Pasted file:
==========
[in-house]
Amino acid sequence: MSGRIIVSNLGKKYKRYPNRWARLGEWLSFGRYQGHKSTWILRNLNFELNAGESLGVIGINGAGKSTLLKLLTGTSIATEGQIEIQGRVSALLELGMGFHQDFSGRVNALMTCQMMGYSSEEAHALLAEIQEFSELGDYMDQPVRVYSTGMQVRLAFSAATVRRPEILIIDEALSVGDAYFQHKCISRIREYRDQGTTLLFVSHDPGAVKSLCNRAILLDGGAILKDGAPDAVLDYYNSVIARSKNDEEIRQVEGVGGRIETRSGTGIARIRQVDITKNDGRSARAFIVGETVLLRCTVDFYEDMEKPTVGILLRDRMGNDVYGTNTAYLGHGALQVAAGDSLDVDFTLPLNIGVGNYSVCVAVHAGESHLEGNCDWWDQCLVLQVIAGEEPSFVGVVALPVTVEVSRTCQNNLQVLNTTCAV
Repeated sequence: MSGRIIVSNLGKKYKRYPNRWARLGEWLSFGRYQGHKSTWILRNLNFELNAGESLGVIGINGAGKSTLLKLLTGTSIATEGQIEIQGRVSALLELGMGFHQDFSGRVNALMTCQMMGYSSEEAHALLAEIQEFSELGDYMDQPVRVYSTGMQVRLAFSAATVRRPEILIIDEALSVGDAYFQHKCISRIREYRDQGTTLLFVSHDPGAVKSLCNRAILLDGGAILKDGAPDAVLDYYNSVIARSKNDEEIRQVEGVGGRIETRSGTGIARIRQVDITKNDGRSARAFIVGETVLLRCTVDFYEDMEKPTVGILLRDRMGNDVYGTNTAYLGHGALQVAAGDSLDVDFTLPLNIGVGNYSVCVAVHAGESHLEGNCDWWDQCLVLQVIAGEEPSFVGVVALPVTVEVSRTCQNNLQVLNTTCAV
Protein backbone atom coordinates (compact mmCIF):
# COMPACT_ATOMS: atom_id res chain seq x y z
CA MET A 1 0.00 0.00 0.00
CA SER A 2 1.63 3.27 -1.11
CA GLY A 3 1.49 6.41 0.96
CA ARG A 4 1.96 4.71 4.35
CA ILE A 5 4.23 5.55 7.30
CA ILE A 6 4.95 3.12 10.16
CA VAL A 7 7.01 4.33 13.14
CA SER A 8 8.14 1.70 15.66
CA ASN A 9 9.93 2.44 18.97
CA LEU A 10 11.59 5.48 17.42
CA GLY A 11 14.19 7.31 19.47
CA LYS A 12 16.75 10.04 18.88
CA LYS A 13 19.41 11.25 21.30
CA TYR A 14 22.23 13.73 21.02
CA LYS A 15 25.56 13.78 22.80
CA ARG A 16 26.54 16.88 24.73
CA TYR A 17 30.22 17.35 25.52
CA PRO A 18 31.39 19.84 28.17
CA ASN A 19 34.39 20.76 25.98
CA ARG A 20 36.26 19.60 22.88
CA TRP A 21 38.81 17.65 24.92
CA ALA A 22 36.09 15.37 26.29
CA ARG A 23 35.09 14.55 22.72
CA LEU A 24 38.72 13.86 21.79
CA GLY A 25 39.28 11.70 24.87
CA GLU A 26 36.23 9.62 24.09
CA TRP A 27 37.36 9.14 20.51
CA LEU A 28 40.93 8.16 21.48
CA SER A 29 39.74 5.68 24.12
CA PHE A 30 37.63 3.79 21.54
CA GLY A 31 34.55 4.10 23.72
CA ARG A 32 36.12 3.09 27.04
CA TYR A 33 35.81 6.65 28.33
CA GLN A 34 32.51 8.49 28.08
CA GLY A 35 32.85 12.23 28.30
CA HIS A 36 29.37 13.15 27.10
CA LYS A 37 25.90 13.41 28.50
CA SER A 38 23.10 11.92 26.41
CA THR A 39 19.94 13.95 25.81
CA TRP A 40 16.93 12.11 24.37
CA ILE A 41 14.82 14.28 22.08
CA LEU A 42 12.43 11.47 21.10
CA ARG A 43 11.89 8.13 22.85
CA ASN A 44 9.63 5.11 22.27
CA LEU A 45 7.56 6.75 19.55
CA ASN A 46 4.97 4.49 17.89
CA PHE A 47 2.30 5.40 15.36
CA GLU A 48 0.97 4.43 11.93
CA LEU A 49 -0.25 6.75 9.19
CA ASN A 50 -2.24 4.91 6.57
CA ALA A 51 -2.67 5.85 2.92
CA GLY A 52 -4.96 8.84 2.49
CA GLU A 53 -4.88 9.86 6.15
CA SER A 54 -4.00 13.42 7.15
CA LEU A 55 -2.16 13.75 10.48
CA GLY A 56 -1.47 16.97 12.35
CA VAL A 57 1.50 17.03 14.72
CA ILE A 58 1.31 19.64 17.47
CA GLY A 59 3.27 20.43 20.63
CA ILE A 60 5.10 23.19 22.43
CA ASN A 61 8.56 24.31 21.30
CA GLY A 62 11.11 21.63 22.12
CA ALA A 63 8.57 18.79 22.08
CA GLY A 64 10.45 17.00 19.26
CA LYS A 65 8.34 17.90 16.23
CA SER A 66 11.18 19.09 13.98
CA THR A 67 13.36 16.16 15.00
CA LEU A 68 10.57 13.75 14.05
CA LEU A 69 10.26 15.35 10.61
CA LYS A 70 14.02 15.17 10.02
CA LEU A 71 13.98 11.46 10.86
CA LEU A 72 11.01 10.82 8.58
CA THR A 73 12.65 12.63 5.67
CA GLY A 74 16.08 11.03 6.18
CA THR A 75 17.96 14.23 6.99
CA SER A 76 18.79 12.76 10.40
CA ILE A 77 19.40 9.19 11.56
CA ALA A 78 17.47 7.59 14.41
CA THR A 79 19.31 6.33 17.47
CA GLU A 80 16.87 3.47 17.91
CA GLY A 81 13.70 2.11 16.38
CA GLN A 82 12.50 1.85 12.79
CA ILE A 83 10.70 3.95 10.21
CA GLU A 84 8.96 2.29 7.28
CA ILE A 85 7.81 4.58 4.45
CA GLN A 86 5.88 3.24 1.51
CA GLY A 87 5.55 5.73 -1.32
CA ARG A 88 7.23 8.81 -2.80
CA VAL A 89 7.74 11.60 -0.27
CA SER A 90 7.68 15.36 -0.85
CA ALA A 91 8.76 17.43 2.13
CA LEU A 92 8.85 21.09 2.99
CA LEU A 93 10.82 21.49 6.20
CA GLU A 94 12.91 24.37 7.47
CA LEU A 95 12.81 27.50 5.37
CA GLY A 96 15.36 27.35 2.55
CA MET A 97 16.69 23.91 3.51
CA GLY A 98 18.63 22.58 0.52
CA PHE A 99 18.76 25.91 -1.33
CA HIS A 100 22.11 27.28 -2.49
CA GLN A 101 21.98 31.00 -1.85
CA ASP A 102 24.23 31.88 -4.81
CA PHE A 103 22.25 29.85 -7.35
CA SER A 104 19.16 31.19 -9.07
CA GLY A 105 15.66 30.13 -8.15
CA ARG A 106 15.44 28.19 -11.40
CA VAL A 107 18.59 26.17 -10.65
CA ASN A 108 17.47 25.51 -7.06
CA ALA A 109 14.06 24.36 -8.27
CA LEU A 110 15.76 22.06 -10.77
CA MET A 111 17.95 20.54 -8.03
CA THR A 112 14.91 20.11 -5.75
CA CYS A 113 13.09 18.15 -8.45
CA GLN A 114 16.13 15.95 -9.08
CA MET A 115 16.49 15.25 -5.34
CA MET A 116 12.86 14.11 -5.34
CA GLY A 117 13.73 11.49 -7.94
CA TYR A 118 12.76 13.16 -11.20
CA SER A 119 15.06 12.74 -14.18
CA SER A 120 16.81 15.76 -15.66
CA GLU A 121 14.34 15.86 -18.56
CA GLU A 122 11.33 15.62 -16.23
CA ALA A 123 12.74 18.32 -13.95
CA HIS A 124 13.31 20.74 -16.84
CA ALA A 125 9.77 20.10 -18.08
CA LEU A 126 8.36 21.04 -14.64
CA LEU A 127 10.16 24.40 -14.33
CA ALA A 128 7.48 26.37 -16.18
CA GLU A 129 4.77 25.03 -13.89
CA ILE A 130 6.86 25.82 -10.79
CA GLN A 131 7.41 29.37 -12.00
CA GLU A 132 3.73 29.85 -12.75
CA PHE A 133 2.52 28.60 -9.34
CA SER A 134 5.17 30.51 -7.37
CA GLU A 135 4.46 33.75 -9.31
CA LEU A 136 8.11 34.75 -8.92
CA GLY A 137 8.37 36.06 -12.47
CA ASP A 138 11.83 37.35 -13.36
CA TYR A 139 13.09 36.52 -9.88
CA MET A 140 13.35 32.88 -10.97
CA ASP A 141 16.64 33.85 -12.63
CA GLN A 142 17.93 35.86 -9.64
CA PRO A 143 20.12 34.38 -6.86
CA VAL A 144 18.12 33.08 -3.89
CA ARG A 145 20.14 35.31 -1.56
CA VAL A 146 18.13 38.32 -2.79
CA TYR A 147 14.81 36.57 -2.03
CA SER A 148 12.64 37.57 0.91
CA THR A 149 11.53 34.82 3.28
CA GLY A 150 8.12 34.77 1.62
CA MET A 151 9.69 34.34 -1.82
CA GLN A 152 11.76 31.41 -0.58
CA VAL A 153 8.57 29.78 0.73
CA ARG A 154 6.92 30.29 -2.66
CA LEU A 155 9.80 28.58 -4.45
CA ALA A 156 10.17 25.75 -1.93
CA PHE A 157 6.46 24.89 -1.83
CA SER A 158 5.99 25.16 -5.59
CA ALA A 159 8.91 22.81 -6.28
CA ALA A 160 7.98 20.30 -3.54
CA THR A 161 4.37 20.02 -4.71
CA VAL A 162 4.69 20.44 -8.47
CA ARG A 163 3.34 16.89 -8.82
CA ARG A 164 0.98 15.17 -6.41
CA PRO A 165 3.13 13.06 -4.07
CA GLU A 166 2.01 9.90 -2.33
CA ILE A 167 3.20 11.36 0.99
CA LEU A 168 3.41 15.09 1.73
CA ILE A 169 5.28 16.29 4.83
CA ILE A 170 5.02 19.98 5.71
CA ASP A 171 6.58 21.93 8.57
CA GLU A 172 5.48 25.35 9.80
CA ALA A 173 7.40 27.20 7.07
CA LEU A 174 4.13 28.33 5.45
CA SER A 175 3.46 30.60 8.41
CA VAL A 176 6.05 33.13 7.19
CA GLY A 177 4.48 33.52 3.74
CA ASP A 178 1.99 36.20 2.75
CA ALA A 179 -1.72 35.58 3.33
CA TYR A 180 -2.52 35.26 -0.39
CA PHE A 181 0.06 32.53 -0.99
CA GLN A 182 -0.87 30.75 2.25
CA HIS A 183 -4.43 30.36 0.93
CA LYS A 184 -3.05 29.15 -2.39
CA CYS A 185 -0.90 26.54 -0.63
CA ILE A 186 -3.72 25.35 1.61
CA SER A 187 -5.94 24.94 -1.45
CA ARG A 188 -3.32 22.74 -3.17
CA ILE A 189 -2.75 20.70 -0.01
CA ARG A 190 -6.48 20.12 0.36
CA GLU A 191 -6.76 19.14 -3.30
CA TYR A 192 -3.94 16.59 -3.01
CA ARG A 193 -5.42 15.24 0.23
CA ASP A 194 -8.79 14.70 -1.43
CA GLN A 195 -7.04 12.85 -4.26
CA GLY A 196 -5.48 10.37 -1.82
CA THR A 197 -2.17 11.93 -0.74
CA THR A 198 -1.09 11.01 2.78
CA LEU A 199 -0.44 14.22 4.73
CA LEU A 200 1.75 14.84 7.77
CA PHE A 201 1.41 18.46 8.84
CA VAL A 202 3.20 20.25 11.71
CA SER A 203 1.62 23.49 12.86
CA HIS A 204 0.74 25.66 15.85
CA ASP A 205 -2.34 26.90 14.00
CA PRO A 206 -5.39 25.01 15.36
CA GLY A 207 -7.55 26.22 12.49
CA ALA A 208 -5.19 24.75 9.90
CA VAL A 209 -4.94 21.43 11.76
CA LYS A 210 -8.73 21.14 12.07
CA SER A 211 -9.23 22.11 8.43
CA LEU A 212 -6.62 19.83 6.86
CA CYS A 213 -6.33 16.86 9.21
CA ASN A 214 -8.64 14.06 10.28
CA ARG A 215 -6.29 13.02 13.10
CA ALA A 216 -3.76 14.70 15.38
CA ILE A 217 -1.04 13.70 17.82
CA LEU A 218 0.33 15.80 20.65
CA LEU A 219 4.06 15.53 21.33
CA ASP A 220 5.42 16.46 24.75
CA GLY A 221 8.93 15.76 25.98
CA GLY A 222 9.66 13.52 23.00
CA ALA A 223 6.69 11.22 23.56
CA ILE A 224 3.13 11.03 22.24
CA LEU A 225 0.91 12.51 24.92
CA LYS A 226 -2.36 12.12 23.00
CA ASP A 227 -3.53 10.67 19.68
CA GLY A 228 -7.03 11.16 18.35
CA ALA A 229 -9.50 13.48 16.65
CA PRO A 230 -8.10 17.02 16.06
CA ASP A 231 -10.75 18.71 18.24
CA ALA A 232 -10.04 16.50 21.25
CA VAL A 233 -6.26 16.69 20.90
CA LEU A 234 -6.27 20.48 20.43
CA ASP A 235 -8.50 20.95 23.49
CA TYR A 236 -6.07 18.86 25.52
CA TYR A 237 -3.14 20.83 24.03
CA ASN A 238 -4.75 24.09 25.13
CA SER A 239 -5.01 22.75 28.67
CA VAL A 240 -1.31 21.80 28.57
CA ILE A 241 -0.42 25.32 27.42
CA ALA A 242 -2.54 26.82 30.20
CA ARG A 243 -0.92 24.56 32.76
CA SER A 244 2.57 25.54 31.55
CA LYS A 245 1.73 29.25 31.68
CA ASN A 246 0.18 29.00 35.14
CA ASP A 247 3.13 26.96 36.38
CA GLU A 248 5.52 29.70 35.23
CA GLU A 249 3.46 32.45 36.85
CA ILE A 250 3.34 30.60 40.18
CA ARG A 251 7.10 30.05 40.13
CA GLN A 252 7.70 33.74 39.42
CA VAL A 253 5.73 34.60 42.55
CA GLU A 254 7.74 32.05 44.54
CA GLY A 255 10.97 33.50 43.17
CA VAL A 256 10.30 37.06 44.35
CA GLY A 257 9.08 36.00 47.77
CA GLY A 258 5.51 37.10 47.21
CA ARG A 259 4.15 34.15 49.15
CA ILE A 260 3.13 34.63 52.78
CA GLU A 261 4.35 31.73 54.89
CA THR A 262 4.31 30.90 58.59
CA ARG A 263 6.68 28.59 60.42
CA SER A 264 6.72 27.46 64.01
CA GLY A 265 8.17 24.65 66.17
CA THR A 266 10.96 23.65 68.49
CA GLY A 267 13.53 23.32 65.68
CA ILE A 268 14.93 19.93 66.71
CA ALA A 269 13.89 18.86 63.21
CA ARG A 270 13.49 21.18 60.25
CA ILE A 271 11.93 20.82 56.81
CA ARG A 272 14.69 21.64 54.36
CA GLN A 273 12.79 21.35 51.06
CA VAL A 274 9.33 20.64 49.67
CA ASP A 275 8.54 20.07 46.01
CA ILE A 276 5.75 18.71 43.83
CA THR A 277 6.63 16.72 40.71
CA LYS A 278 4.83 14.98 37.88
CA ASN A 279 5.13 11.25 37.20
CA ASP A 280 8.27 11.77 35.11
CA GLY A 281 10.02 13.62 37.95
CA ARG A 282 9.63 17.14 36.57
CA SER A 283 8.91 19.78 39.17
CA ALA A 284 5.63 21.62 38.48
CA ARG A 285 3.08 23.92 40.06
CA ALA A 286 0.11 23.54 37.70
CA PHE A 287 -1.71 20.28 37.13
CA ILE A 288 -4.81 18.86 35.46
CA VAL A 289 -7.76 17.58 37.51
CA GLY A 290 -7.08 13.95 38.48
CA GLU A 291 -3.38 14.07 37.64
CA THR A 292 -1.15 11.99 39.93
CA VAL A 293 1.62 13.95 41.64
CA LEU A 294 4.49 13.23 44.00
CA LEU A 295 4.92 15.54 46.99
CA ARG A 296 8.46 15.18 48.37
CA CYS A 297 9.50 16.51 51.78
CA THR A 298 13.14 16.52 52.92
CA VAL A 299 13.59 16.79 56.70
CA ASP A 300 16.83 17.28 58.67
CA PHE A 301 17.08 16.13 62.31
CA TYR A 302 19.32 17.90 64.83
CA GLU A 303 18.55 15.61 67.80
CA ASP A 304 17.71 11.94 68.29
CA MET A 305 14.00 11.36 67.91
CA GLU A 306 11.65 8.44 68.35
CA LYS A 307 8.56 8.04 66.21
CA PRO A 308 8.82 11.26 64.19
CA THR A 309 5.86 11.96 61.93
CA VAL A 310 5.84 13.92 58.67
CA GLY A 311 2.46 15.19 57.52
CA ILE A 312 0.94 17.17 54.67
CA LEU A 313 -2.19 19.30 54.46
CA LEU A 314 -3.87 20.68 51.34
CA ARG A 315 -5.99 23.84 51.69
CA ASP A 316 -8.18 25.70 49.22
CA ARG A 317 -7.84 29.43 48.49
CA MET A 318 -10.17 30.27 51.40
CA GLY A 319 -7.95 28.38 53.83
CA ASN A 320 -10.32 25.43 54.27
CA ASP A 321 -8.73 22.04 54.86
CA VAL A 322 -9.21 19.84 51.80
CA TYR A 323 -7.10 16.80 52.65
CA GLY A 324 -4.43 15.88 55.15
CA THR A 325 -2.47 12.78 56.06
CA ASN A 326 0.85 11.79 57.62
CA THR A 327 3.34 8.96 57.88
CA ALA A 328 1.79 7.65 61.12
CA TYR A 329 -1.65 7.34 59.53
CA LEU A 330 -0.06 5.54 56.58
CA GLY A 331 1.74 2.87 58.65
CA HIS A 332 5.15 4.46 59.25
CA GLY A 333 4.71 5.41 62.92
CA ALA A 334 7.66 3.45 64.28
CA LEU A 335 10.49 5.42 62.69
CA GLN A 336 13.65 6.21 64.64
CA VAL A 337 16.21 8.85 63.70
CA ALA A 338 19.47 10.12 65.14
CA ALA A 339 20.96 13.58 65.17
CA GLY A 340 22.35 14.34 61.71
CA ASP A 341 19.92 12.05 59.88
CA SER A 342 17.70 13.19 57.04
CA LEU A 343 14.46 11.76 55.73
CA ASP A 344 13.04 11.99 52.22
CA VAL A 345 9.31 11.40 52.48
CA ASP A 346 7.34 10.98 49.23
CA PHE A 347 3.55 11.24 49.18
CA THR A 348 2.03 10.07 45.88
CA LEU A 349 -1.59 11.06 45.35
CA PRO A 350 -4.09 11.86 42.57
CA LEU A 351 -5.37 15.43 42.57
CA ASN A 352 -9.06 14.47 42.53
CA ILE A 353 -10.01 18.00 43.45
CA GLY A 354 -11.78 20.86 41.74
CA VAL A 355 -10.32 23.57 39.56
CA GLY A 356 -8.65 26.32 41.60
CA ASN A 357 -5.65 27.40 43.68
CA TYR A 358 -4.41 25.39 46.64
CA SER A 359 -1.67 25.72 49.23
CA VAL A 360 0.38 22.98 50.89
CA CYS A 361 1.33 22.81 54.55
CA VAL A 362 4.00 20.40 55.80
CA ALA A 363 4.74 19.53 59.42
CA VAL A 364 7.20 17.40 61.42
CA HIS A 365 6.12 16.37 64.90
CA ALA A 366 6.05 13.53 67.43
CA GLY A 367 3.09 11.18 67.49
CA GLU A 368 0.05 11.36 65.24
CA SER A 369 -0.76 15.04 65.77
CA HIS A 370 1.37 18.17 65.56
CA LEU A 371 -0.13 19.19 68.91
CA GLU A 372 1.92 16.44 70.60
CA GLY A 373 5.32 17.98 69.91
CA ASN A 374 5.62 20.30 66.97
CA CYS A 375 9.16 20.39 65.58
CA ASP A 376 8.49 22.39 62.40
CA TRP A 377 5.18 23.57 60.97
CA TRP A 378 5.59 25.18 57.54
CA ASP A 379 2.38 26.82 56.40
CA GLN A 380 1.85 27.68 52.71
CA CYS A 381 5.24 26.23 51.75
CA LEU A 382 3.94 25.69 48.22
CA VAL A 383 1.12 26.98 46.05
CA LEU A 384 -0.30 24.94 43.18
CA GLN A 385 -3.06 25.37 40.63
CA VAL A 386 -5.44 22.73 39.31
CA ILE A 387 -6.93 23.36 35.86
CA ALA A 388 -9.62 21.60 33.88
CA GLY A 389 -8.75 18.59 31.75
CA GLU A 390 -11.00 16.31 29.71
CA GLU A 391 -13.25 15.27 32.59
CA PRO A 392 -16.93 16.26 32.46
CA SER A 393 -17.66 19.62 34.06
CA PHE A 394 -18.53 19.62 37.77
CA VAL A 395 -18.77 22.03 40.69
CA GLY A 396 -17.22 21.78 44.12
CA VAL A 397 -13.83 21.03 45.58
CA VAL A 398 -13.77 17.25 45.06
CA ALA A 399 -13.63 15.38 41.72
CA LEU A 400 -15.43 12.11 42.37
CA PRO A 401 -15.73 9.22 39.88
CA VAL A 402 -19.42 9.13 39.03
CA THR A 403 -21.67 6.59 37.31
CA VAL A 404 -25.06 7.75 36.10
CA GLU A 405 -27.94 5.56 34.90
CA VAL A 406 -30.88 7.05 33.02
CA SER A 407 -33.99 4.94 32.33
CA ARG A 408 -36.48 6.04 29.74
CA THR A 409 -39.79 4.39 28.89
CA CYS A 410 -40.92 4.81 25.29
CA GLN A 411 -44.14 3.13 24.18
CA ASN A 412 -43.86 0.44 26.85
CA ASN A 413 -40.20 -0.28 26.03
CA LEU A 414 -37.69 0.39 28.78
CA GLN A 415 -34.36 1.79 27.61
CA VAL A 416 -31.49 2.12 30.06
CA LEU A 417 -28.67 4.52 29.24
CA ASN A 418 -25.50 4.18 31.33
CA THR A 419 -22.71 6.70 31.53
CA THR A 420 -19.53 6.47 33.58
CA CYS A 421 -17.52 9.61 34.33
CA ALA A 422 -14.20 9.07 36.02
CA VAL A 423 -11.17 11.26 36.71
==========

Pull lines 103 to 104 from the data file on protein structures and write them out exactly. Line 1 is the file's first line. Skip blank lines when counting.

CA GLY A 98 18.63 22.58 0.52
CA PHE A 99 18.76 25.91 -1.33